Markets opened but not the fate of grape farmers
‘Suffering double whammy, our bad days does not seem to end’
BIJAPUR; 10 Dec: It has been over five months of lifting the lockdown fully and the government allowing the trade to start, however the market has still not picked up to normal, at least for the raisin farmers of the district as they have continued to suffer loss.
With the market being hit, the raisin prices have reduced by nearly 40 percent.
The grape growers were hoping that they might get a good price for raisins before the Covid-19 induced lockdown. After the government announced a three-month lockdown in March, all the businesses were shut down across the country. However, the authorities had allowed for the transportation of raisins to the cold storages that are located in Maharashtra during the lockdown.
Before the outbreak of novel coronavirus, the good quality of raisins had been priced between Rs 180 to Rs 240 per kg. The poor quality of raisins priced less than Rs 140 per kg. Now, the price has reduced nearly 40 percent as for the good quality of raisins costs Rs 120 to Rs 140 per kg, where the sub-standard quality of raisins below Rs 100 per kg, said Suresh Mohite, officer at APMC in Bijapur.
According to the Department of Horticulture, Bijapur is the largest producer of grapes in the state, where nearly 14,000 hectares of grape is cultivated across the district. And over 65,000 tonnes of raisins produced annually in the district.
The farmers said this year they have double whammy which has caused heavy loss to the farmers.
“This year is a nightmare for the grape growers. On the one we failed to get a good price for the raisins and on the other, the torrential rains damaged the grape plantation.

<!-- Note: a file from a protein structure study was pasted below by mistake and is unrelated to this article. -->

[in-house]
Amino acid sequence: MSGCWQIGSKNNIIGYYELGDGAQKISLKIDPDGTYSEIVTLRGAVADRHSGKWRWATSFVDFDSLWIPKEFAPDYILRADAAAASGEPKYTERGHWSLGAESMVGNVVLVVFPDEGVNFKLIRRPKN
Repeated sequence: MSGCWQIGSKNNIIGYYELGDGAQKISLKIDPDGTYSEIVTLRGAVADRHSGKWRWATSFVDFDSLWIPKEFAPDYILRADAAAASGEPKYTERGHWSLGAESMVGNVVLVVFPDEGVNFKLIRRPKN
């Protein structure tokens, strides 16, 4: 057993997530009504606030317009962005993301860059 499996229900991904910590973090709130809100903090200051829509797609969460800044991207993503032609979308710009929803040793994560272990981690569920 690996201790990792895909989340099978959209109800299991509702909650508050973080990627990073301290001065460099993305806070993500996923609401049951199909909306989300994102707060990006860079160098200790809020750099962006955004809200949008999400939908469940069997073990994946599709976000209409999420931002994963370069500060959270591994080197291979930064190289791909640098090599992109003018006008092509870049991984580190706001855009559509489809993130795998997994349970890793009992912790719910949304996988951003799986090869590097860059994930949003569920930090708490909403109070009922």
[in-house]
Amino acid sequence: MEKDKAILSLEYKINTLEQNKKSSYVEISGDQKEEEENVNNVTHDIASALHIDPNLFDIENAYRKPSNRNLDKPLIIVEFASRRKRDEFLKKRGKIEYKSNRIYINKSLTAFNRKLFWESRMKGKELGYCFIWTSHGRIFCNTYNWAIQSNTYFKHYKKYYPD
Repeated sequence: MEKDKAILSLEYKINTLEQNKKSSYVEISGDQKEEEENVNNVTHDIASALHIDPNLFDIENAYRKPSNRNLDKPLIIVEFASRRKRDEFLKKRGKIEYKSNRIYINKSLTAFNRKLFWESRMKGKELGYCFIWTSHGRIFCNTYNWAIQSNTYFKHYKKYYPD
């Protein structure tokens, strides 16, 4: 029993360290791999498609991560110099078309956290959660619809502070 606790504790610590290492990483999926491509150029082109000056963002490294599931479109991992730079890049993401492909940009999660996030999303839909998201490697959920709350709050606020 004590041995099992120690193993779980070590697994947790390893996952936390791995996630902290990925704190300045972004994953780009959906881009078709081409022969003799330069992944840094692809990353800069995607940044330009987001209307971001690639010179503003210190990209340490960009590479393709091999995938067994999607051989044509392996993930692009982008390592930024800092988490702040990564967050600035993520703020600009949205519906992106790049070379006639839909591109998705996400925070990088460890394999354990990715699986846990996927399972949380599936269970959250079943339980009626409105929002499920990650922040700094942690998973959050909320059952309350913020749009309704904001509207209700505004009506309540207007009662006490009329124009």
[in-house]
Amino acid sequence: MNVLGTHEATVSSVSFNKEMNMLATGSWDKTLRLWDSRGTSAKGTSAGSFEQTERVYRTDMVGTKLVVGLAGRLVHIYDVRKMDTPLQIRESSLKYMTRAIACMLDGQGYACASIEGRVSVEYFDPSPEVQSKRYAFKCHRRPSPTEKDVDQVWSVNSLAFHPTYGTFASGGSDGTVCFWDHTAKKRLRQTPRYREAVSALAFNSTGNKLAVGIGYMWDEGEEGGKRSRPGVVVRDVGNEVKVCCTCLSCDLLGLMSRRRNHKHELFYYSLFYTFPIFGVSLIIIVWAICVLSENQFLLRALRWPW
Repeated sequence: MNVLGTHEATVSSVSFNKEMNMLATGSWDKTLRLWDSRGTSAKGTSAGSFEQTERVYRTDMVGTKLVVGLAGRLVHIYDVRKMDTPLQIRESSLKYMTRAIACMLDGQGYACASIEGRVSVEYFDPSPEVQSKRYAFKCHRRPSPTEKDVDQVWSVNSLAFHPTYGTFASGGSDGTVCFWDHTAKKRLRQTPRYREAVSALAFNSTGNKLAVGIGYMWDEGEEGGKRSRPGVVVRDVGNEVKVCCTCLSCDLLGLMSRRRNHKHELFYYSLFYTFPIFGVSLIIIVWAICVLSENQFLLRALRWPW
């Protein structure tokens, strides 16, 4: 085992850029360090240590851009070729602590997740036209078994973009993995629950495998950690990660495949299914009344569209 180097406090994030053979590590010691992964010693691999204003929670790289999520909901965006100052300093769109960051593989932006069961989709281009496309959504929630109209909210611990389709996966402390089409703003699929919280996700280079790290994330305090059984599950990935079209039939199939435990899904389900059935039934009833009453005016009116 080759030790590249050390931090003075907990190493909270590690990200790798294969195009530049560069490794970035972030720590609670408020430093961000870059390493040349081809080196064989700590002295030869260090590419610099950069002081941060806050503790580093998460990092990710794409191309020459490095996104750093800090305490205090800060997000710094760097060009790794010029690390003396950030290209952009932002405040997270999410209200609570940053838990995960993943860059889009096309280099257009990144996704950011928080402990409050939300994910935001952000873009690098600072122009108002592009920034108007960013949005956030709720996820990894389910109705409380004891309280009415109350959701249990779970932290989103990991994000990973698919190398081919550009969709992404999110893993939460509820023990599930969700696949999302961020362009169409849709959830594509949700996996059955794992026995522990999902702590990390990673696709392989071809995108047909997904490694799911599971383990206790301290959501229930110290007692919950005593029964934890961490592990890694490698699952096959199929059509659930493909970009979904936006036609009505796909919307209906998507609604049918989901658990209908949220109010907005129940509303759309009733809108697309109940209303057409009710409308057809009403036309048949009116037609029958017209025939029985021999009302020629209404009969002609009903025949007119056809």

If the raisins price fails to increase in next one or two months all the grape growers will be in debt because the maintenance cost is high compared to other horticulture crops,” said Mallikarjun Muttappanvar, a grape grower .
According to sources in APMC, temples are one of the biggest consumers of raisins. Because of Covid-19, the temples are hardly celebrating the festivals. So, the demand has reduced for the produce and subsequently the price has dropped. Even the export for the European and Middle-East countries has lessened.
Abhaykumar Nandrekar, President of Karnataka Grape Growers Association said that the farmers spend around Rs 3.75 lakh per hectare for the maintenance of the grape annually. With the price of raisins reduced in the market the grape growers are living in fear that they might go under debt for the second consecutive year.
“Last year, the grape production had reduced by 40 percent because of the disease. This year farmers had hoped that they might get a good price for the produce but the pandemic has ruined everything. We had appealed to the government to announce. The government has offered a relief package of only Rs. Rs 18,000 per hectare to farmers which is too meager for grape farmers compared to the amount they spend on cultivation. The government has to come in rescue of the grape growers or else the entire community will be in big trouble”, Nandrekar said.